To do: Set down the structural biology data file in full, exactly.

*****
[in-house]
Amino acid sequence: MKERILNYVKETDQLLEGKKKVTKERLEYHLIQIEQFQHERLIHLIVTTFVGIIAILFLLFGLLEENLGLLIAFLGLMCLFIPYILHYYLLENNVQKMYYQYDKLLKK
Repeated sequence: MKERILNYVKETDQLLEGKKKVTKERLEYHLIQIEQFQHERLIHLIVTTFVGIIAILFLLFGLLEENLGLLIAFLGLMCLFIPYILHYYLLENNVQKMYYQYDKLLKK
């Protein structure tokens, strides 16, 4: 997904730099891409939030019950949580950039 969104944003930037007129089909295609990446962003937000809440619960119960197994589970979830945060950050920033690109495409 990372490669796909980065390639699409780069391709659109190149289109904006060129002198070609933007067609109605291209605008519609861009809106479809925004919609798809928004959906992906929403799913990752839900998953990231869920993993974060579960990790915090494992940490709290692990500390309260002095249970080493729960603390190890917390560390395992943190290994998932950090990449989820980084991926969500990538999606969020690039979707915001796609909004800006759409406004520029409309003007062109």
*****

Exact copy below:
[in-house]
Amino acid sequence: MKERILNYVKETDQLLEGKKKVTKERLEYHLIQIEQFQHERLIHLIVTTFVGIIAILFLLFGLLEENLGLLIAFLGLMCLFIPYILHYYLLENNVQKMYYQYDKLLKK
Repeated sequence: MKERILNYVKETDQLLEGKKKVTKERLEYHLIQIEQFQHERLIHLIVTTFVGIIAILFLLFGLLEENLGLLIAFLGLMCLFIPYILHYYLLENNVQKMYYQYDKLLKK
């Protein structure tokens, strides 16, 4: 997904730099891409939030019950949580950039 969104944003930037007129089909295609990446962003937000809440619960119960197994589970979830945060950050920033690109495409 990372490669796909980065390639699409780069391709659109190149289109904006060129002198070609933007067609109605291209605008519609861009809106479809925004919609798809928004959906992906929403799913990752839900998953990231869920993993974060579960990790915090494992940490709290692990500390309260002095249970080493729960603390190890917390560390395992943190290994998932950090990449989820980084991926969500990538999606969020690039979707915001796609909004800006759409406004520029409309003007062109």